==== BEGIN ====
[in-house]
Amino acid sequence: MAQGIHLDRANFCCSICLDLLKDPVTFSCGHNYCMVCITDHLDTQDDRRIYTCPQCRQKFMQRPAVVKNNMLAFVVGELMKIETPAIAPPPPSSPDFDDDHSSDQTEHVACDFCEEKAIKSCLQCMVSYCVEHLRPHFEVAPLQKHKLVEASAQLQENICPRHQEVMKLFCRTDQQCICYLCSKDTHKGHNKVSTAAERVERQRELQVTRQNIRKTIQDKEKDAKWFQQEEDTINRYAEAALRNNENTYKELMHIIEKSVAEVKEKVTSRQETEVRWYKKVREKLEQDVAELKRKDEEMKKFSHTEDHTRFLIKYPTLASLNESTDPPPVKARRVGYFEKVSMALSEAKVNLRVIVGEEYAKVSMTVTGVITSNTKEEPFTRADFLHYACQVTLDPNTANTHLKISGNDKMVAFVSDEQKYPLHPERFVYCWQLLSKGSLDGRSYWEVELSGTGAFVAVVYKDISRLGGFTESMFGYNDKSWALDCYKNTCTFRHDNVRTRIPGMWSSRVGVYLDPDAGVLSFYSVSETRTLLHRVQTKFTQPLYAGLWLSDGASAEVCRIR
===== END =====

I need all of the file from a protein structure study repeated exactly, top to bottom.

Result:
[in-house]
Amino acid sequence: MAQGIHLDRANFCCSICLDLLKDPVTFSCGHNYCMVCITDHLDTQDDRRIYTCPQCRQKFMQRPAVVKNNMLAFVVGELMKIETPAIAPPPPSSPDFDDDHSSDQTEHVACDFCEEKAIKSCLQCMVSYCVEHLRPHFEVAPLQKHKLVEASAQLQENICPRHQEVMKLFCRTDQQCICYLCSKDTHKGHNKVSTAAERVERQRELQVTRQNIRKTIQDKEKDAKWFQQEEDTINRYAEAALRNNENTYKELMHIIEKSVAEVKEKVTSRQETEVRWYKKVREKLEQDVAELKRKDEEMKKFSHTEDHTRFLIKYPTLASLNESTDPPPVKARRVGYFEKVSMALSEAKVNLRVIVGEEYAKVSMTVTGVITSNTKEEPFTRADFLHYACQVTLDPNTANTHLKISGNDKMVAFVSDEQKYPLHPERFVYCWQLLSKGSLDGRSYWEVELSGTGAFVAVVYKDISRLGGFTESMFGYNDKSWALDCYKNTCTFRHDNVRTRIPGMWSSRVGVYLDPDAGVLSFYSVSETRTLLHRVQTKFTQPLYAGLWLSDGASAEVCRIR